I'm no Java fan, but at least everything is a reference, so you don't have copy-by-accident ooga booga.
That's true, but Java doesn't really have an equivalent of the C++11 move idiom. If you want Java-like semantics from C++, just alias your pointers (ideally wrapping them in something like std::shared_ptr first). The term move is actually a little bit misleading: you're copying the object, but you're transferring ownership of the expensive contents of the object. For example, when you move a string you're creating a new string object, but you're not copying all of the string data, you're just transferring ownership of the underlying buffer. This is even more important for collection types, where you really don't want to do a deep copy and delete.
You can implement the same thing in Java by splitting your objects into cheap wrappers that have a reference to an expensive object and then adding a move() method that transfers ownership of the expensive object to the new wrapper, but it's not integrated into the language. The language integration isn't actually essential in C++ either: people have implemented the same thing using a special Move<> template, which could be used as an argument to an overloaded constructor, which would do the move operation. The nice thing about having it in the standard library and with language support is that tooling understands it. Your compiler / static analyser can warn you if you move an object and then try to anything with the old version.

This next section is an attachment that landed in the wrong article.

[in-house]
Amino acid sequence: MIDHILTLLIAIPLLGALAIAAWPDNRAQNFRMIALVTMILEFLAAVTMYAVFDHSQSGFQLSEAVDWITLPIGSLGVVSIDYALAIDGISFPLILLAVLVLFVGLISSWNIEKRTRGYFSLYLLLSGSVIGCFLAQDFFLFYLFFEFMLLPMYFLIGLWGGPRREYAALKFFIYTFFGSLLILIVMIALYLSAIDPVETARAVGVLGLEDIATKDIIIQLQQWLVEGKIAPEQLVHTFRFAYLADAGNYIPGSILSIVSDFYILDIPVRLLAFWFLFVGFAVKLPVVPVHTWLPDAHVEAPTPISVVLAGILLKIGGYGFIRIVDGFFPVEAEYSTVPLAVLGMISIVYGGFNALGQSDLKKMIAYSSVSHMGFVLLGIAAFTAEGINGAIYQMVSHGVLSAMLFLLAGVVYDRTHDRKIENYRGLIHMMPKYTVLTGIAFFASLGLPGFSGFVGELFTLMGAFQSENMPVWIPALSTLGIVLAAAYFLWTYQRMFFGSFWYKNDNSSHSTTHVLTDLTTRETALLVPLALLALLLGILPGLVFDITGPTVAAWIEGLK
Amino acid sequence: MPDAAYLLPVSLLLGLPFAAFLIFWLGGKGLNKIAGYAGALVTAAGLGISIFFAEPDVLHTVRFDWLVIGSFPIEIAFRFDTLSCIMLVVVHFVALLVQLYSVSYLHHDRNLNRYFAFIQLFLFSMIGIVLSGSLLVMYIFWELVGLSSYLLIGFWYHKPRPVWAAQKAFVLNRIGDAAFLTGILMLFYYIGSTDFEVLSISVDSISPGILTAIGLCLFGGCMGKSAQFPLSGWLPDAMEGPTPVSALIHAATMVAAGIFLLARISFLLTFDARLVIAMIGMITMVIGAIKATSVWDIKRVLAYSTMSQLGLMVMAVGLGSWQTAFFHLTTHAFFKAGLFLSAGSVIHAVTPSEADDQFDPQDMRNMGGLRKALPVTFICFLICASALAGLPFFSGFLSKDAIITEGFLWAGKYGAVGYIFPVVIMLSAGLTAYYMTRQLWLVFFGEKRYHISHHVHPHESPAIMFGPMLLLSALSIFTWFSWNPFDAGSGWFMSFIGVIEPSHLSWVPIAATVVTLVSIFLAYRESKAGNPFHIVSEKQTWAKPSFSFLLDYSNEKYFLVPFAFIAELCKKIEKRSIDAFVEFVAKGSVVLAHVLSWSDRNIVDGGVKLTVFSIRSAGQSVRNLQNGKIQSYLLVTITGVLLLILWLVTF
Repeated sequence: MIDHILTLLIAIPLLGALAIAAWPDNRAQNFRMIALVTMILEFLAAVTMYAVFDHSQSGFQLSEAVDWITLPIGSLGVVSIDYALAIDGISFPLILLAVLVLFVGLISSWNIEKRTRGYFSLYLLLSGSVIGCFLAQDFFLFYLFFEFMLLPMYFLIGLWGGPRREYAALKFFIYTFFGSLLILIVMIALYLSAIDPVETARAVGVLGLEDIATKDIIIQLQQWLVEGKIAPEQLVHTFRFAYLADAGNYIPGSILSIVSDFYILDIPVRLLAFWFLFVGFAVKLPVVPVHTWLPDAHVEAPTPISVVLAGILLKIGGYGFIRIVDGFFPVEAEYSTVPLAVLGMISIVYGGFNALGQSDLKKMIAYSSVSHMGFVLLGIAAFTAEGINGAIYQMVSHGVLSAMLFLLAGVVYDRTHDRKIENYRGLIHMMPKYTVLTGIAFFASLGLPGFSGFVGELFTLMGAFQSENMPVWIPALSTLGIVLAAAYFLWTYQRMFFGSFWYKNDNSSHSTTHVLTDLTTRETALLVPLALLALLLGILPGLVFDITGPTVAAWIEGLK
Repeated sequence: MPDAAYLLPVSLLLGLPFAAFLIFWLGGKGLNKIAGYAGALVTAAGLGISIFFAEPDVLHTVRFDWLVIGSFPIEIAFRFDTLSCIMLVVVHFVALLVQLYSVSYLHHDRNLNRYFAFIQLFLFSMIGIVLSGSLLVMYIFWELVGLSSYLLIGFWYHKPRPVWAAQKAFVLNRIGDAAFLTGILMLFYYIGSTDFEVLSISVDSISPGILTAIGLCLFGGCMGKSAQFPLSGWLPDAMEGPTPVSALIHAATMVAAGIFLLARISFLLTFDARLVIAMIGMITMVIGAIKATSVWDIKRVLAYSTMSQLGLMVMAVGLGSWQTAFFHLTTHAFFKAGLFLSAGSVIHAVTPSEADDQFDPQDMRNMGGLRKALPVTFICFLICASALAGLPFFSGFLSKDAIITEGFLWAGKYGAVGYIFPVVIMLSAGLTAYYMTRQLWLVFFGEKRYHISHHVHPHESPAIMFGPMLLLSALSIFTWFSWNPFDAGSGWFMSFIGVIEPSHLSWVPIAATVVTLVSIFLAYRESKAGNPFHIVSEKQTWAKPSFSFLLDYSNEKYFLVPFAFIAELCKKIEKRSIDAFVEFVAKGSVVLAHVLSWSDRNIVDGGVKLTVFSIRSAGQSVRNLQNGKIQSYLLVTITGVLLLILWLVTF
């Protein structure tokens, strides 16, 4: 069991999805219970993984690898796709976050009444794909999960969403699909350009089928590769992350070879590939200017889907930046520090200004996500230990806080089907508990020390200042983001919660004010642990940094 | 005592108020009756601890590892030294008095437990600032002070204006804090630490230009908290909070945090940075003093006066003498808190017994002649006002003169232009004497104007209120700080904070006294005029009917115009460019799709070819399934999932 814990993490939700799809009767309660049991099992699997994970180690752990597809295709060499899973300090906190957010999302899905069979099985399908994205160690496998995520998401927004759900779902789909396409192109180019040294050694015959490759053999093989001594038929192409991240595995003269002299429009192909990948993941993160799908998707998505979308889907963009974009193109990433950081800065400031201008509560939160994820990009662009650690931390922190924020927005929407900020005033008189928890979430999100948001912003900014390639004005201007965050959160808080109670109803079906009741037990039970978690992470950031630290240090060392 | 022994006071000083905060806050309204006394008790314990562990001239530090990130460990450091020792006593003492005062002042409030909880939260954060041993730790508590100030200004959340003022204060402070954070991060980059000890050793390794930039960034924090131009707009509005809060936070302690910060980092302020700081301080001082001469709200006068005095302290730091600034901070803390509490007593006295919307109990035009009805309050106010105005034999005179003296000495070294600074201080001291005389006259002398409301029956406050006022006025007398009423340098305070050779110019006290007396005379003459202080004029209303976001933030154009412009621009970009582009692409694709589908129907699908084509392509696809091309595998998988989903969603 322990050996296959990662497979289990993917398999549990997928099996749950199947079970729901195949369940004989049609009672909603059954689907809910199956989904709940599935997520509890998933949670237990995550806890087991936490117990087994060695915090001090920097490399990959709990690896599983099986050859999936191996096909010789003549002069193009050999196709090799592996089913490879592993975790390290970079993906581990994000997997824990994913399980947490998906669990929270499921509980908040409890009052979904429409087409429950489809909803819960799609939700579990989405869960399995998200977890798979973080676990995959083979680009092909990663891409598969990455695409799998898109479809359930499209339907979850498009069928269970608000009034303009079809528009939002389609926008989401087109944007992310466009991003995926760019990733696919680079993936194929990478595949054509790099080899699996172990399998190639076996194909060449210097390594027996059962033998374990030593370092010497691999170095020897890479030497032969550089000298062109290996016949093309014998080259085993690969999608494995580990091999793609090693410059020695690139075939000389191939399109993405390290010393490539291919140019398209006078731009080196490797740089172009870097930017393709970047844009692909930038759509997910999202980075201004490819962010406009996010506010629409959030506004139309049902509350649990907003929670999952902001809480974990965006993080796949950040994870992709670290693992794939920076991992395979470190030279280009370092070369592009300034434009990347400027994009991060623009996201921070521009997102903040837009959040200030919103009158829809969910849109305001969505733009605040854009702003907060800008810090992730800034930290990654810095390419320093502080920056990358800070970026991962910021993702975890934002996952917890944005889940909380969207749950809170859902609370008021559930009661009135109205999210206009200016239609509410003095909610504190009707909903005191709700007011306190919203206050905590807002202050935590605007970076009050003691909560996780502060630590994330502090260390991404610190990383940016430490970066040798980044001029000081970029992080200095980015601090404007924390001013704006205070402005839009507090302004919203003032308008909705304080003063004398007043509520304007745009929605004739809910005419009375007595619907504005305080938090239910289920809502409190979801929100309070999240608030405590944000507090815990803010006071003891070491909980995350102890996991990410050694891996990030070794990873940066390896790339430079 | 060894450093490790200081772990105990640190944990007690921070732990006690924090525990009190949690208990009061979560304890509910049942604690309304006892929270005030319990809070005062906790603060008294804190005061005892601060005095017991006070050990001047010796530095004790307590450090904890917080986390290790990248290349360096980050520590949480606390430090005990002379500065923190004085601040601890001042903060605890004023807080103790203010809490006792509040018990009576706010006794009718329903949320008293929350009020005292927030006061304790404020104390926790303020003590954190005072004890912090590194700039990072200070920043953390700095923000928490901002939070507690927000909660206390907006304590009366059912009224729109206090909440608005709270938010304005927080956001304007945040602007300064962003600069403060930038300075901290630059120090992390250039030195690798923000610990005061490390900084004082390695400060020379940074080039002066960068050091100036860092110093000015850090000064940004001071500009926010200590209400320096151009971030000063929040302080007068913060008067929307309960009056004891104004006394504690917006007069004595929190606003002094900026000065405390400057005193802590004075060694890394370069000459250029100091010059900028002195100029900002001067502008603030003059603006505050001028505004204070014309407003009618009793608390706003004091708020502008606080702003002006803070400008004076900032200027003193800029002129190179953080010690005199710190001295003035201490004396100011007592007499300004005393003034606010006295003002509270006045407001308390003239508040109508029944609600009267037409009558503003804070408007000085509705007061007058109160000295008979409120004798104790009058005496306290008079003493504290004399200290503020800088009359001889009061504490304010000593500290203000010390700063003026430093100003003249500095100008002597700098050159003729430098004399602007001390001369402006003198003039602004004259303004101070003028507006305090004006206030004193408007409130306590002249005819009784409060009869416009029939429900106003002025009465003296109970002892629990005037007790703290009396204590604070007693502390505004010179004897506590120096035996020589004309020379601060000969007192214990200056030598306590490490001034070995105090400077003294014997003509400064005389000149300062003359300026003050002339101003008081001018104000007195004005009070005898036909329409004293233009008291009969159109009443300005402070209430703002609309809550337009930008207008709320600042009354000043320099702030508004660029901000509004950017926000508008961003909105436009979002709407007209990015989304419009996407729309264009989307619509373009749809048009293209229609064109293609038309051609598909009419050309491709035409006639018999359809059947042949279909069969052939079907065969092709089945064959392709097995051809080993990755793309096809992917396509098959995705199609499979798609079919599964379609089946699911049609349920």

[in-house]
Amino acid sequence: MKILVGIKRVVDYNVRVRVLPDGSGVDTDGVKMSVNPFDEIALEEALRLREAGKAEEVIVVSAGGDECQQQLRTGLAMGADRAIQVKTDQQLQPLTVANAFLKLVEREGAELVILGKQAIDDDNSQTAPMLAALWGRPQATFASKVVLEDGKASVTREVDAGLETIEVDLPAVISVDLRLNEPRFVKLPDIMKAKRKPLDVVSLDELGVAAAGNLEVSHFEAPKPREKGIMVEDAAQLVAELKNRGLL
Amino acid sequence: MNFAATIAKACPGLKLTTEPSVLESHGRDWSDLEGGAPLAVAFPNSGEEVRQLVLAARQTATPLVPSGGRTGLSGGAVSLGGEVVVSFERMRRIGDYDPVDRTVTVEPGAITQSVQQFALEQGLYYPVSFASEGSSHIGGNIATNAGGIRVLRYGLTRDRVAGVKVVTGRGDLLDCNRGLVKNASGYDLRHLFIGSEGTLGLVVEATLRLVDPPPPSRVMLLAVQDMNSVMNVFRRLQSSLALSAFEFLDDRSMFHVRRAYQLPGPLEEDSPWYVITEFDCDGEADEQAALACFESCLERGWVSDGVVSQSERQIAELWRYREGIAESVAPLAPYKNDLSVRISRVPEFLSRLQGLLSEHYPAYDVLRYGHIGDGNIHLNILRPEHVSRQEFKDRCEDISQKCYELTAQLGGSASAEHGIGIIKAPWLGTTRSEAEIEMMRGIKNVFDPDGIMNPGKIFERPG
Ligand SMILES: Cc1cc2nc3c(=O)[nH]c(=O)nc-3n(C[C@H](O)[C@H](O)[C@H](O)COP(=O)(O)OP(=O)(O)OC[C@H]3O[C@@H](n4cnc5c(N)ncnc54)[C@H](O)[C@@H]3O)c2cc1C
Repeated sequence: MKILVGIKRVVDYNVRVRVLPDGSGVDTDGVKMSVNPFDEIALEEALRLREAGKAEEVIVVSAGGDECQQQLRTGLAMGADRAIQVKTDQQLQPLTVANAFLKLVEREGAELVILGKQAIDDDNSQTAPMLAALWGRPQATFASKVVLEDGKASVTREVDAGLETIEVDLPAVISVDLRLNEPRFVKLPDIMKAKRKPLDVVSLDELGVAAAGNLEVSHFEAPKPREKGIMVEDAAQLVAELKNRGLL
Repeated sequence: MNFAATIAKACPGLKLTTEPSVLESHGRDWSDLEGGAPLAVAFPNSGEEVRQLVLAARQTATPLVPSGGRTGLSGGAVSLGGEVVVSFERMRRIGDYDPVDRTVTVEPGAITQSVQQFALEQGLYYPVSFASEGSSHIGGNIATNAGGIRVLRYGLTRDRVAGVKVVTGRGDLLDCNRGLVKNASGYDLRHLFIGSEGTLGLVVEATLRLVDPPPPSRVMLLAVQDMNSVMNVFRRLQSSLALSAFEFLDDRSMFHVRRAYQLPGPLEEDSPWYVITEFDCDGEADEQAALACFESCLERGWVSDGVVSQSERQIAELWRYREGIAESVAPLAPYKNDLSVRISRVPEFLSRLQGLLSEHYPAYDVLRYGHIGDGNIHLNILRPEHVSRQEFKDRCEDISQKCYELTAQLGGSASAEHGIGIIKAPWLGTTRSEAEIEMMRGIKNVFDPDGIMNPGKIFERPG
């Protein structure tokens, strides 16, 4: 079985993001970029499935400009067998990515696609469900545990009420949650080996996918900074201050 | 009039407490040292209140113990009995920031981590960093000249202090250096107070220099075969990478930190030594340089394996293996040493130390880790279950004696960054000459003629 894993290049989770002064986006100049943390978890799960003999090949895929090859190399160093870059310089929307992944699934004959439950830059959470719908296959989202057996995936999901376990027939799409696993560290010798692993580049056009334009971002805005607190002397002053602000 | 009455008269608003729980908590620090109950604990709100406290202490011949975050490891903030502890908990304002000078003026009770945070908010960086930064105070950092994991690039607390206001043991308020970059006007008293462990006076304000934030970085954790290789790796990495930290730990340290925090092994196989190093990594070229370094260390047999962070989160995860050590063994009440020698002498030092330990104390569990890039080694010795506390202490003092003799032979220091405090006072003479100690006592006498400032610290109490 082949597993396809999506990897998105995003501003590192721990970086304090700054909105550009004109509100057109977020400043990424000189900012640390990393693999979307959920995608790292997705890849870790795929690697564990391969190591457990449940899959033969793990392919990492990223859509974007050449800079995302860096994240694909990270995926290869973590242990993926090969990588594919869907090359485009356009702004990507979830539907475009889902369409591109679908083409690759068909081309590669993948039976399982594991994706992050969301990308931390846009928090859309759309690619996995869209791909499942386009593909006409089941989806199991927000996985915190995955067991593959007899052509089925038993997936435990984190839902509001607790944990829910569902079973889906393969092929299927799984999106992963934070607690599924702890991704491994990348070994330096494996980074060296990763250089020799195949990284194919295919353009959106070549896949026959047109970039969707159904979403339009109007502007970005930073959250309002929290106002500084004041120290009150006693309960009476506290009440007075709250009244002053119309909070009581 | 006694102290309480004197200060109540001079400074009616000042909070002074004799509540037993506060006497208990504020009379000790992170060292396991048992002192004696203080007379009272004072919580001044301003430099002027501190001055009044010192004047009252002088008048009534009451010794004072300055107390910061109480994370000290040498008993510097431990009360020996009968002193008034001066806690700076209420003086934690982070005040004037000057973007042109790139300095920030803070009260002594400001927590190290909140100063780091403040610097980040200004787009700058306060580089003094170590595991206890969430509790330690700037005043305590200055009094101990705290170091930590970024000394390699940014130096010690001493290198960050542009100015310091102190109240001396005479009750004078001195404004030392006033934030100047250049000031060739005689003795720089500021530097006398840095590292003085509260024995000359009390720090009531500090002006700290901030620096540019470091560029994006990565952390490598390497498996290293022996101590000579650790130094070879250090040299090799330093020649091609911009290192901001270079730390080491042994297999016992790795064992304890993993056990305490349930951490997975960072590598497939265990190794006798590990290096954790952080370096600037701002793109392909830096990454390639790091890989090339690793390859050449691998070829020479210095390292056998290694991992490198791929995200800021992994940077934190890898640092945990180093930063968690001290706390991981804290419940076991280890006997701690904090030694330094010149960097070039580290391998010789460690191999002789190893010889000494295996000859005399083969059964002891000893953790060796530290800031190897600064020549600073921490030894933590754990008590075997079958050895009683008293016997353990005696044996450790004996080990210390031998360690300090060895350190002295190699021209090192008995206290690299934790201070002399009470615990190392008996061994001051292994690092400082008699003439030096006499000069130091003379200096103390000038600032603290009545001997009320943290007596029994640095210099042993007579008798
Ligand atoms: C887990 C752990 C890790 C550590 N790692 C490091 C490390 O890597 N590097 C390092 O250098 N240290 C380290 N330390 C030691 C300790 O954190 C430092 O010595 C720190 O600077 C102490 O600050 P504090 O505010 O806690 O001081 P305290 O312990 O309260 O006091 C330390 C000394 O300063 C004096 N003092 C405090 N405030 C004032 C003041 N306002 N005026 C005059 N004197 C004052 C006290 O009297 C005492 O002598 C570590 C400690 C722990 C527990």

If copying is so bad (which apparently it is because you'll definitely get reamed during a code review if you do), force a copy action via clone(), ike Java
Saying 'copying is bad' is just as wrong as most other 'X is always wrong' rules. Copying for small types is fine. A std::pair of an integer and a float is a couple of instructions to copy and move semantics would make no sense for it. clone() in Java is also problematic because the standard library doesn't distinguish between a deep and shallow clone.